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Film airing on PBS recalls city's dark deportation history

The darkest, most violent chapter in the history of Bisbee was an open secret for decades in the funky old Arizona copper town 7 miles north of the U.S.-Mexico border.

But few residents knew the details of how about 1,200 miners, most of them immigrants, were pulled violently from their homes a century ago by a private police force and put on cattle cars for their deportation to a desolate area of New Mexico.

The filming of "Bisbee '17," a documentary about what happened July 12, 1917, was a history lesson for residents recruited to play historical figures in the production that weds documentary and collective performance. It is, at turns, a Western, a musical and a ghost story.

This undated photo provided by 4th Row Films shows a meeting of striking miners and union organizers in "Bisbee '17," a story of how some 1,200 miners, most of them immigrants, were pulled violently from their homes in Bisbee, Ariz., by a private police force and put on cattle cars for deportation to a desolate area of New Mexico in 1917. The dark history of Bisbee was largely an open secret for decades in the funky old copper town just seven miles north of the U.S.-Mexico border. It's the sixth film of director Robert Greene, who said he learned about the town southeastern Arizona around 15 years ago. (Jarred Alterman4th Row Films via AP)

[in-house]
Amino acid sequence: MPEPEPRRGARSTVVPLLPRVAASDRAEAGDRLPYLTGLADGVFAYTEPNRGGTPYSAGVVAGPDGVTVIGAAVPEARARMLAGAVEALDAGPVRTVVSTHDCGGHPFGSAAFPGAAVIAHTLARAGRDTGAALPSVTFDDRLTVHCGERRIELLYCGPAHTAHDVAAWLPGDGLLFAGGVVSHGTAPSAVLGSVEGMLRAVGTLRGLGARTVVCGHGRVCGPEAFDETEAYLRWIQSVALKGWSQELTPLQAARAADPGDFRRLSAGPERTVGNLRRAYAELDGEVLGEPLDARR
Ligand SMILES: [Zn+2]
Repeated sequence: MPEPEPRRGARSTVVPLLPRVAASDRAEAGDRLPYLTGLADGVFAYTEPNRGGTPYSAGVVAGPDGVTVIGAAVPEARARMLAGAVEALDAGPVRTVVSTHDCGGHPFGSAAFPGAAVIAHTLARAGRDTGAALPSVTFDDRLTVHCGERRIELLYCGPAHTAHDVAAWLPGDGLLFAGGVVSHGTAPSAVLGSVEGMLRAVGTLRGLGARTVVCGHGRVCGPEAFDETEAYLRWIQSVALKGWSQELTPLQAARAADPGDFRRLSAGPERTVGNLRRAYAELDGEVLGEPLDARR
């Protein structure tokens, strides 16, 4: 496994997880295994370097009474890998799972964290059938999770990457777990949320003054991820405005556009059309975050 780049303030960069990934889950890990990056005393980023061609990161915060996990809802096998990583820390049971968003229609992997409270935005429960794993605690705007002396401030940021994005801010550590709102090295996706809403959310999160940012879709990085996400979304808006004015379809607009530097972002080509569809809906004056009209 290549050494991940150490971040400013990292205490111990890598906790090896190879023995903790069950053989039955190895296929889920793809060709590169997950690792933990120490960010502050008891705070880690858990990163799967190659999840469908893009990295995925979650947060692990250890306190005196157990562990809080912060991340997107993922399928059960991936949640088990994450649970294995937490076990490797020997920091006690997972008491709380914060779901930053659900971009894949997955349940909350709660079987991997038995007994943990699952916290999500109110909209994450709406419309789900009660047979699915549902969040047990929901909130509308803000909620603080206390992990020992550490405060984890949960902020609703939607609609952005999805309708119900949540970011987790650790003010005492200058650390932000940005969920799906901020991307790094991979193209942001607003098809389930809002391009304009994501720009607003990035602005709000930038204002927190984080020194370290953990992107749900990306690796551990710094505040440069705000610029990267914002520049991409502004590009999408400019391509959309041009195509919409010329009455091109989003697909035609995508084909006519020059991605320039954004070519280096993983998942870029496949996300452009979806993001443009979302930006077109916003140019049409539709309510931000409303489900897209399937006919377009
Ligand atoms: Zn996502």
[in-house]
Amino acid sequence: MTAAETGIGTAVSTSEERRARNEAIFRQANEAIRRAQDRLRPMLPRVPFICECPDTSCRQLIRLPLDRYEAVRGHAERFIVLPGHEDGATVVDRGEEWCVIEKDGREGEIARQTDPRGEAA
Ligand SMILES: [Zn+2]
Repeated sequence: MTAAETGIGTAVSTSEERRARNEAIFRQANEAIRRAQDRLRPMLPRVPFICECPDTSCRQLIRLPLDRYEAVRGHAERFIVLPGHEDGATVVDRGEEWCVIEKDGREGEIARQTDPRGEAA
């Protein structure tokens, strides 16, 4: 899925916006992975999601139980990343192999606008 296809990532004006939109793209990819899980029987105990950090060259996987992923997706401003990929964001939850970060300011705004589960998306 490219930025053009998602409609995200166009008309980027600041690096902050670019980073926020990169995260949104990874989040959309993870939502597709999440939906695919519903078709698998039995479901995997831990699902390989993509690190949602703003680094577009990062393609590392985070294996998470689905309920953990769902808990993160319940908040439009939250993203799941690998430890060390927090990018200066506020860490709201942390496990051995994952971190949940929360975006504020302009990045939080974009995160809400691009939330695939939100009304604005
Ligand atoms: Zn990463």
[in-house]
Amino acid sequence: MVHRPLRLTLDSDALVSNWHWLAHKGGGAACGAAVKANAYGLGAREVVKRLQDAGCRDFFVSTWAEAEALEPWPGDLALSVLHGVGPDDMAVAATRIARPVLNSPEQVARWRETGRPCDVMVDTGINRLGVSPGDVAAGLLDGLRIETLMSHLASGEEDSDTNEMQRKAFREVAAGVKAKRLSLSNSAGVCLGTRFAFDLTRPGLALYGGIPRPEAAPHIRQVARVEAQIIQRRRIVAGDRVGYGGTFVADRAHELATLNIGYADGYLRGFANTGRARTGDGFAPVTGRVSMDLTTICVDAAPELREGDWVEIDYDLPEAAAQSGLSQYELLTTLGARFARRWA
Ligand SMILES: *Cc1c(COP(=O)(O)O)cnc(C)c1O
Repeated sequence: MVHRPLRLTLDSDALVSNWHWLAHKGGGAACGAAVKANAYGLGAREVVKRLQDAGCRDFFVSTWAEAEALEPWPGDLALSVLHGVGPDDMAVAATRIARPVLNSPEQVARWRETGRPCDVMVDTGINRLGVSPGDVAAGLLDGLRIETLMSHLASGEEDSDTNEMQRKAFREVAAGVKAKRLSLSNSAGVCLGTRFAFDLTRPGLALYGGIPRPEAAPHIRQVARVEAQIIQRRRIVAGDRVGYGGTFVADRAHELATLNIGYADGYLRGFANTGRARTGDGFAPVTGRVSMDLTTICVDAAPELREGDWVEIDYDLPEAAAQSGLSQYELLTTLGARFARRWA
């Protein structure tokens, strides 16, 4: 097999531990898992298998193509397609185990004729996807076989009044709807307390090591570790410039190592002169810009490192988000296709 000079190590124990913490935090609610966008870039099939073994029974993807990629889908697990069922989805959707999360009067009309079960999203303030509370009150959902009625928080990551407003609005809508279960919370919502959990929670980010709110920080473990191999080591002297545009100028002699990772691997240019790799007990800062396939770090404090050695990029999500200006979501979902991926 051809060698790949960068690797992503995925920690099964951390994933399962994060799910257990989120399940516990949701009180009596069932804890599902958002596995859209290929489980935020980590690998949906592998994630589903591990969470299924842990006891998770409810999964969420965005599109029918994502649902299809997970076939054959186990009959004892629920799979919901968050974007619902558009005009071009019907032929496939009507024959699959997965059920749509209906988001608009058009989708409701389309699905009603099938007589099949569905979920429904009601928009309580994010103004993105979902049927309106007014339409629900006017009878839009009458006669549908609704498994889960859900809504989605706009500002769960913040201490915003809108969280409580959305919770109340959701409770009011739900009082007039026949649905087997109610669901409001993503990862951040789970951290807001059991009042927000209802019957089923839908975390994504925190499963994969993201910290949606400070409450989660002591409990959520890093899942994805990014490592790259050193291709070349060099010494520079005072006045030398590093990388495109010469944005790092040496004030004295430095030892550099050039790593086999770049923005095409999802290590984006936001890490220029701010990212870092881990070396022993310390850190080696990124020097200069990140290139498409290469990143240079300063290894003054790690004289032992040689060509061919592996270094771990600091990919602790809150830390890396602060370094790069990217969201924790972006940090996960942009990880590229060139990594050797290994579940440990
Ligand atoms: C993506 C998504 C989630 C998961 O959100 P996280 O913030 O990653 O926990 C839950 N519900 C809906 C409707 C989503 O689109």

"Bisbee '17" will be nationally broadcast for the first time Monday night on the PBS documentary series POV. In Arizona, it will be shown at 9 p.m.

This undated photo provided by 4th Row Films, town residents dressed in period costume stand in a modern day classroom in "Bisbee '17," as they re-enact the deputizing of a private police force that broke up a brewing strike at a copper mine on July 12, 1917 when they rounded up some 1,200 miners, locked them into cattle cars and deported them over the state line into a barren part of southern New Mexico. The dark history of Bisbee was largely an open secret for decades in the funky old copper town just seven miles north of the U.S.-Mexico border. It's the sixth film of director Robert Greene, who said he learned about the town southeastern Arizona around 15 years ago. (Jarred Alterman4th Row Films via AP)

This undated photo provided by 4th Row Films shows striking miners being loaded in rail cars in "Bisbee '17," a story of how some 1,200 miners, most of them immigrants, were pulled violently from their homes in Bisbee, Ariz., by a private police force and put on cattle cars for deportation to a desolate area of New Mexico in 1917. The dark history of Bisbee was largely an open secret for decades in the funky old copper town just seven miles north of the U.S.-Mexico border. It's the sixth film of director Robert Greene, who said he learned about the town southeastern Arizona around 15 years ago. (Jarred Alterman4th Row Films via AP)